Please note, we could not be experiencing our increasing district and student success without strategy nor planning. As a district we have a Mission and as a Board we develop an annual budget. The Superintendent of Public Instruction has an online report-card and we have a new district score-card. In a district reliant on site based management, each of our schools has a Learning Improvement Team (LIT) which produces their unique School Improvement Plan (SIP). Schools, PTSA’s and district administration utilize this strategic document for planning and guidance. 

The district has a collection of documents already containing goals, plans, and metrics. It is not that we lack strategy, planning or reporting; it is that we lack a single document specifically named as such. Through re-tooling, revising, and combining existing works we can then add new materials. Ultimately, along with district and community input, we can quite easily align these to a strategic plan format. 

Scott Hodgins:

Absolutely.  I fully support the Board’s vision for a long-range strategic plan. I  believe that all decisions related to teaching and learning should be consistent with the plan. In my opinion, the primary focus of the SVSD long- range strategic plan is to implement teaching and learning goals consistent with the National Common Core Standards. Board policy 2423 which I helped conceive is a critical first step in developing a District strategic plan.  It establishes clear coursework pathways and benchmarks to measure whether the District’s annual educational objectives are being achieved. The strategic plan should also address capital improvement needs, curriculum adoptions and operational objectives, to name only a few,  that support the District’s educational goals and objectives.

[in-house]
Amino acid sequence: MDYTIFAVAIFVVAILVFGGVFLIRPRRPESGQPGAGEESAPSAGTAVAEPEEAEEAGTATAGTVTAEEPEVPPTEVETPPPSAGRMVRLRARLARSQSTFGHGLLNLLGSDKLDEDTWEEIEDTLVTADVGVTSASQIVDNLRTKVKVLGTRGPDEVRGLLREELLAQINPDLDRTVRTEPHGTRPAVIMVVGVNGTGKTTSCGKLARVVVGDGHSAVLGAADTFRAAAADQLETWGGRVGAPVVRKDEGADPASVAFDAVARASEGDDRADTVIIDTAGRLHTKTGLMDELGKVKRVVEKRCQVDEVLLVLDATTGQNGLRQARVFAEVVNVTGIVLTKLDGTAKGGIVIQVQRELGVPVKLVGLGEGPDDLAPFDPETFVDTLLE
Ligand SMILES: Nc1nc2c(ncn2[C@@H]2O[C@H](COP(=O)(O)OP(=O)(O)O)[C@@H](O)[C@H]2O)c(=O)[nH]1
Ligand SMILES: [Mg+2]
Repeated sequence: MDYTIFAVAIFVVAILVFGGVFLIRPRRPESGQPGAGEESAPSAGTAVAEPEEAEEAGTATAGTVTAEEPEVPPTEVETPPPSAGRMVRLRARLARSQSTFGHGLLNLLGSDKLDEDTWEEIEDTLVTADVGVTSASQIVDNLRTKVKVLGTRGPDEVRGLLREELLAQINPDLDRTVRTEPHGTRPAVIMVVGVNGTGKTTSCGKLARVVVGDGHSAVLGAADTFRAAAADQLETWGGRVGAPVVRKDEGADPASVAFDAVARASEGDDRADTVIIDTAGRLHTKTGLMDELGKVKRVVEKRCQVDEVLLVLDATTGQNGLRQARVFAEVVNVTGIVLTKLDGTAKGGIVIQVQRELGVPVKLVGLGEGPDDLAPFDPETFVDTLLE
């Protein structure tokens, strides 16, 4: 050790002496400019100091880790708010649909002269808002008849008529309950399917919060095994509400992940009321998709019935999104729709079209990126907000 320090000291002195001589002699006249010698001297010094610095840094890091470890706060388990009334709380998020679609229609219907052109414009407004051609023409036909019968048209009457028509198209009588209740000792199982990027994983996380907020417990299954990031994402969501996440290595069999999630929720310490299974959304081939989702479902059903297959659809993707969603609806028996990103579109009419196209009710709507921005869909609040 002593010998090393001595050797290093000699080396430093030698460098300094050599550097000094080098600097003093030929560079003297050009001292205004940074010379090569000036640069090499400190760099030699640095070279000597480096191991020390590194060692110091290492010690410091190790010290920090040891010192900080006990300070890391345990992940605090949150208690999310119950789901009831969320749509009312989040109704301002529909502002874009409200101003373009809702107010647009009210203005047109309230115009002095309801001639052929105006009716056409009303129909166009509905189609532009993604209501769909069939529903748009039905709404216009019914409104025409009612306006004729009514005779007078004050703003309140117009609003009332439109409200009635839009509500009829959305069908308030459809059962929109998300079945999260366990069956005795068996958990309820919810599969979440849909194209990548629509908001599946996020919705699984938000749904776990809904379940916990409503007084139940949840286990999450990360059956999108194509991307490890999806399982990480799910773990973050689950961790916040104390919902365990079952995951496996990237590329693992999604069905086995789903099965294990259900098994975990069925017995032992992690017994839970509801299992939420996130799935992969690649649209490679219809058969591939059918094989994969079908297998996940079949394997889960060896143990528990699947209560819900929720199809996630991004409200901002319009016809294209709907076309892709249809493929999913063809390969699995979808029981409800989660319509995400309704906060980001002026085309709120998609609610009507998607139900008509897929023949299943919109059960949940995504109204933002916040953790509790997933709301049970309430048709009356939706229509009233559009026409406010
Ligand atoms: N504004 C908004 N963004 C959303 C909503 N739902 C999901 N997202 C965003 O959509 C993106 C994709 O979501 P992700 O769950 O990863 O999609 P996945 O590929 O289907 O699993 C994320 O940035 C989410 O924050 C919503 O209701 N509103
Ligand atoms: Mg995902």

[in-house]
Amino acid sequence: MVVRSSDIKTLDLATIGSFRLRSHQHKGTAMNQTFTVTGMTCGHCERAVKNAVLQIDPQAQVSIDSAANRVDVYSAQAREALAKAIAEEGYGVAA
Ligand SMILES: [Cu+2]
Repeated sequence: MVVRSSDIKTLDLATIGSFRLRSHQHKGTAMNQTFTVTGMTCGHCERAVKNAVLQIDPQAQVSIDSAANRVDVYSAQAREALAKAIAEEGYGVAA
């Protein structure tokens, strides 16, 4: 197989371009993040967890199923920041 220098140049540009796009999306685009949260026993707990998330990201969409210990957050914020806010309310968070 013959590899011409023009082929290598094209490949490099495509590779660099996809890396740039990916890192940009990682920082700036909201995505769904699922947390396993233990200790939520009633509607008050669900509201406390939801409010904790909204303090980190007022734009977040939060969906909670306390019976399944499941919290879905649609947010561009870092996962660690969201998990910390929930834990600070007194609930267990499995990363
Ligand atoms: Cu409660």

Stephen Kangas:

First, let me state that SVSD school board or administration are NOT currently working on a long-term strategic business plan.  Instead they have been focused on a sub-component of a strategic plan: the long-term facilities plan.   Any organization that operates without a good strategic business plan is like a commercial airplane pilot flying to a destination with no map and GPS to guide them, resulting in the wasted time, money, resources, and failures we have witnessed here in SVSD. 

Unlike many of our sister WA districts, SVSD has not invested time in a written, refined, and approved strategic plan.  A good plan addresses 6 key components: Vision, Mission, Strategy, Priorities, Budget, Metrics; Vision is a forecast of the future (eg, enrollment, college entrance requirements, jobs/careers, state funding/mandates, etc), Mission is a specific and clear statement of the purpose of the district (eg, academic preparation of students for success after graduation), Strategy is the detailed “road-map” of how the Mission is to be accomplished over the Vision time-frame with imperatives, objectives, milestones, schedules, required resources, risk management, etc, Priorities makes clear the order in which resource investments are made, Budget is the specification of required money and their sources for funding the plan, Metrics is the specification of how progress will be assessed, monitored, and reported.